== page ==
Clause 10

Consumers, Estate Agents and Redress Bill – in a Public Bill Committee at 5:30 pm on 17 April 2007.

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The information function

Photo of Mark Prisk Mark Prisk Shadow Minister (Business, Enterprise and Regulatory Reform)

I beg to move amendment No. 10, in clause 10, page 6, line 31, leave out ‘may’ and insert ‘must’.

Photo of Michael Weir Michael Weir Shadow Spokesperson (Work and Pensions), Shadow Spokesperson (Trade and Industry)

With this it will be convenientto discuss amendment No. 11, in clause 10, page 6,line 31, leave out from ‘facilitate’ to end of line 32and insert ‘disseminate advice and information to consumers—’.

Photo of Mark Prisk Mark Prisk Shadow Minister (Business, Enterprise and Regulatory Reform)

I should like to deal with the two amendments together and with the arguments at the heart of each of them. The amendments seek to ensure that the new National Consumer Council provides the essential information about its activities and functions to all consumers. We debated earlier the need for openness and the vital function of that transparency if the National Consumer Council is to establish itself as a genuine voice and an advocate, as the Minister put it, for consumers.

At present, the clause merely suggests that the Secretary of State may

“facilitate the dissemination...of advice and information”.

That is a well-meaning phrase, but it feels rather generalised and undirected, could be open to interpretation and will fall short of how I suspect most consumers would expect that new body to function. There is also a danger that, unless there is a clear prescriptive intention, the council and its various component parts—we learned earlier that many of the council’s functions will be delegated down through its territorial and other committees—might not ensure that many key consumer issues are disseminated.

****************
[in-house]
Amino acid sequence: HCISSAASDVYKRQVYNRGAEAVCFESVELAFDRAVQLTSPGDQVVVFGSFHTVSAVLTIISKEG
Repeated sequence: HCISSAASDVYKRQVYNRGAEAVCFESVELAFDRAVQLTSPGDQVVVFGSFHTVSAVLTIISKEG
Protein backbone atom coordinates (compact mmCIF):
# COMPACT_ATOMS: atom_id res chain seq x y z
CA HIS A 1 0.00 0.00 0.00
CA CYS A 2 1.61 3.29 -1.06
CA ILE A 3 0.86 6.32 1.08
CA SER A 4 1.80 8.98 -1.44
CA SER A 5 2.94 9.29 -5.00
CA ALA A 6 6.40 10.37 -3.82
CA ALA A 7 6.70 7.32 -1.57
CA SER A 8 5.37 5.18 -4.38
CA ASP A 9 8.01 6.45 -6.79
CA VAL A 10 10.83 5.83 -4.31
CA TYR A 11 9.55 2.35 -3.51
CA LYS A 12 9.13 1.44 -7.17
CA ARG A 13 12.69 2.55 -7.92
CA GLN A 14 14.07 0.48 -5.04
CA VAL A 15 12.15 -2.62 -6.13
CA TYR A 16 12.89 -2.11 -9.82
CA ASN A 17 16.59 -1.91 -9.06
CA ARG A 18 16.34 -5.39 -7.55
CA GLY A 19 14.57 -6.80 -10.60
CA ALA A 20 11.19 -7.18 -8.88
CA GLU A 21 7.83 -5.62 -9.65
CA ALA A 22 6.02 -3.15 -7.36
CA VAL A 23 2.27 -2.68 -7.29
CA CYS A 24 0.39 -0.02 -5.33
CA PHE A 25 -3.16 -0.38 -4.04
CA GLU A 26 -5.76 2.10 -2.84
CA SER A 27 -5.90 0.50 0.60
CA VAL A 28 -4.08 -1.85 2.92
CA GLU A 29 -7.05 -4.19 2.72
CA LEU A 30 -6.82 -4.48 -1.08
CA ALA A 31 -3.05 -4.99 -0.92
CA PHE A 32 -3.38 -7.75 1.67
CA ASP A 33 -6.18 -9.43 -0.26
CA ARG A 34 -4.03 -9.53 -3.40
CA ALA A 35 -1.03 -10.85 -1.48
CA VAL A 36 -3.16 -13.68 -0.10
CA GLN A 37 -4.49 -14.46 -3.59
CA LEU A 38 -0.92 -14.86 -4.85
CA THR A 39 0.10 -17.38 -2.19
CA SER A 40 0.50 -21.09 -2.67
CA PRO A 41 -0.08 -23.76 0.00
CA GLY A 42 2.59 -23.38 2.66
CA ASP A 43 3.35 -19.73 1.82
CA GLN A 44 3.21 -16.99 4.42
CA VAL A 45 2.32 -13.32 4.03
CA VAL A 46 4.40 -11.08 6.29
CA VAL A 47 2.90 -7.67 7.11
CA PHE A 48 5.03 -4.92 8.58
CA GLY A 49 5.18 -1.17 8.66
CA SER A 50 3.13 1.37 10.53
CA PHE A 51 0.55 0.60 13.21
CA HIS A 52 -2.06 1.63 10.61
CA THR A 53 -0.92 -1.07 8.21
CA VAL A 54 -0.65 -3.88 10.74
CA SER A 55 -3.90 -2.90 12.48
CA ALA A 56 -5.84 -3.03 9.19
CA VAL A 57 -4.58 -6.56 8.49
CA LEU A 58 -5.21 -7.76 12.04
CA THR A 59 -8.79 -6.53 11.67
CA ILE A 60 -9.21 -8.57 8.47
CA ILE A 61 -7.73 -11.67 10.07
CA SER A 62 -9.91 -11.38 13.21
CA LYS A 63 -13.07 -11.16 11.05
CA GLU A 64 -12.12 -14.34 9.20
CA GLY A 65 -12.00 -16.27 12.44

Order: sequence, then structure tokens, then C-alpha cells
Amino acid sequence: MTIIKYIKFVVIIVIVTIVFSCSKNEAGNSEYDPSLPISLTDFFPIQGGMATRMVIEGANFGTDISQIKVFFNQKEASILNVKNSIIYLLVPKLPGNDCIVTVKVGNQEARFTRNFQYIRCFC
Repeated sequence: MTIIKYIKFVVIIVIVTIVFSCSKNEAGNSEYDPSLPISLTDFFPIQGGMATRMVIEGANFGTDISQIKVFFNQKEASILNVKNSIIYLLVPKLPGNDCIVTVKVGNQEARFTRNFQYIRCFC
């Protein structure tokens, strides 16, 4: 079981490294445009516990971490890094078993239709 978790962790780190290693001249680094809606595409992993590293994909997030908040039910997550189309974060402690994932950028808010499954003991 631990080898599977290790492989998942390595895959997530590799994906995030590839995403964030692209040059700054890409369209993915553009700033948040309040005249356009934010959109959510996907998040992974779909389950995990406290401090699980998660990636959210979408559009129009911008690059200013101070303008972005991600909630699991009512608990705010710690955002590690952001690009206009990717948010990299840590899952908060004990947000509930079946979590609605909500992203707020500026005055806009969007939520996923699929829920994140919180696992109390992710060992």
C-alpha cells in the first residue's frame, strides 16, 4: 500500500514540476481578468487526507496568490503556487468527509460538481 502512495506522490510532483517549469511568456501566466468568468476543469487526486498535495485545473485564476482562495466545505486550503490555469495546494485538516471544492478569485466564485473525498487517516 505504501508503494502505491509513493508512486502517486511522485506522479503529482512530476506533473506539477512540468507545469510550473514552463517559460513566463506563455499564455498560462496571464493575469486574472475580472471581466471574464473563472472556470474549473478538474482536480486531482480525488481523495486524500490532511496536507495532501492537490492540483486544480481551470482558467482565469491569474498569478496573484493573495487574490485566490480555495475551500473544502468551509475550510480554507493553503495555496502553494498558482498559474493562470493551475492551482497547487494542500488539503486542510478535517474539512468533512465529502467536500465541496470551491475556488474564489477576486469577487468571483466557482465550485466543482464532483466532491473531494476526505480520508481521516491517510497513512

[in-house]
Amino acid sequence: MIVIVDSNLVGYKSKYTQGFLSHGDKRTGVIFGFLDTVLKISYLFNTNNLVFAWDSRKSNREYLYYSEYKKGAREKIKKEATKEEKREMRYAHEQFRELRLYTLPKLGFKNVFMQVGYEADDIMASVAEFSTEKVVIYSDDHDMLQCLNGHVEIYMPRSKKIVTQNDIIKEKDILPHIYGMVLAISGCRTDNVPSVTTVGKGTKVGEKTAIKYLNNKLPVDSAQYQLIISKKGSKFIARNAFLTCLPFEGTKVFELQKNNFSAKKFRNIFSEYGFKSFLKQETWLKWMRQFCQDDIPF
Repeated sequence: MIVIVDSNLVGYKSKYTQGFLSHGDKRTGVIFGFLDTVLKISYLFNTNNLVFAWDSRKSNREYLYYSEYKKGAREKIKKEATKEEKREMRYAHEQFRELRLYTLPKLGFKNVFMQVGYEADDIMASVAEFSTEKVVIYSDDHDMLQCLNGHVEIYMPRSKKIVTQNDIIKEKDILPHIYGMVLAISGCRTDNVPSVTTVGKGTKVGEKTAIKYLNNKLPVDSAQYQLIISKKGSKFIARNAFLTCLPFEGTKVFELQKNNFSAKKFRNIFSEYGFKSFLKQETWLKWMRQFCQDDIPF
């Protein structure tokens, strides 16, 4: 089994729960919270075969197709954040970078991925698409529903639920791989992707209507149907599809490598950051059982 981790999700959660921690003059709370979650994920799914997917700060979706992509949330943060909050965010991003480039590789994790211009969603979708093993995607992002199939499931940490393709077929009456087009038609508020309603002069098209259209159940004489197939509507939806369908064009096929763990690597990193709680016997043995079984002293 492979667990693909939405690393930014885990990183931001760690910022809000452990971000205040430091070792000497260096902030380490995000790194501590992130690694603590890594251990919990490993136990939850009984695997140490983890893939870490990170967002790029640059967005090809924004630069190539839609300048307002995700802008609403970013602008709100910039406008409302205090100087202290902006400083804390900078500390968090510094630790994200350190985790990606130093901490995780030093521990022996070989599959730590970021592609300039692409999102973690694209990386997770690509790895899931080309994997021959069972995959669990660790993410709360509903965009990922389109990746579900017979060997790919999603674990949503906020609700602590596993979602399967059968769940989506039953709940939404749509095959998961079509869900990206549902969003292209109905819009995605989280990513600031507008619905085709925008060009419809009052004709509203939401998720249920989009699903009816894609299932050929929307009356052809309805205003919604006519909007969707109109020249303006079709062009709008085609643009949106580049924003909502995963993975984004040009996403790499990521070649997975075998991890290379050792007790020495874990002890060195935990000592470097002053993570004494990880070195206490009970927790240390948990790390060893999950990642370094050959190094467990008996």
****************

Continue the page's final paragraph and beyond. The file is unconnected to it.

Concerns also extend to the dissemination of information about the council and its functions. As I have argued elsewhere, it is vital that not only is the council open in its functions and operation, but is seen to be open. The Minister has been positive in respect of similar amendments, so I should be interested to hear whether he accepts my points and whether, in doing so, he can provide some assurance.

Photo of Ian McCartney Ian McCartney Minister of State (Trade & Investment), Department of Trade and Industry, Minister of State (Trade & Investment), Foreign & Commonwealth Office

The amendment is very similarto amendment No. 44. To be fair to the Liberal Democrats and Conservatives, they have both tabled  similar amendments in the Lords during general debate and on Report. I apologise to the Committee if some of the things that I say are similar to what has been said, but I must be consistent in my response to do justice to the amendment.

As we made clear during discussion on amendment No. 44, the new council has been given three statutory core functions, and the amendment relates to the information function. We have a clear expectation that the council will make use of all three functions effectively and transparently. However, the amendment again raises the question of whether we should or will attempt to require the council to undertake all the functions at the same time, or set out its core functions and leave the new body to determine how and when they are exercised according to priority and need and in accordance with its forward work programme.

The hon. Member for Hertford and Stortford raised a fair point, not just intellectually but in practical terms. If we give the council three statutory core functions, what certainty and bottom line will there be? Will it be clear what the three functions are and how they operate? Will someone looking at the work programme be able to say, “Yes, this body is taking seriously all aspects of its functions”? Attached to those functions are two other things: financial resource and human resource. The council must have the capacity to put all three things together transparently.

My point should not be taken in isolation but with all the discussions that we have had on other clauses. They should be pieced together to get the picture. There will be a statutory function, a consultation process for the work programme and consultation and transparency about financial resources and which parts fall to Government and to other appropriate bodies. For those parts that fall to other appropriate bodies, to ensure transparency in the system, those bodies must say how and how effectively those resources are spent, and what their capacity is to meet the budget. The other locks are not just the annual report but the report on how the NCC is carrying out its work programme and its capacity to make determinations when the programme needs to change to meet circumstances.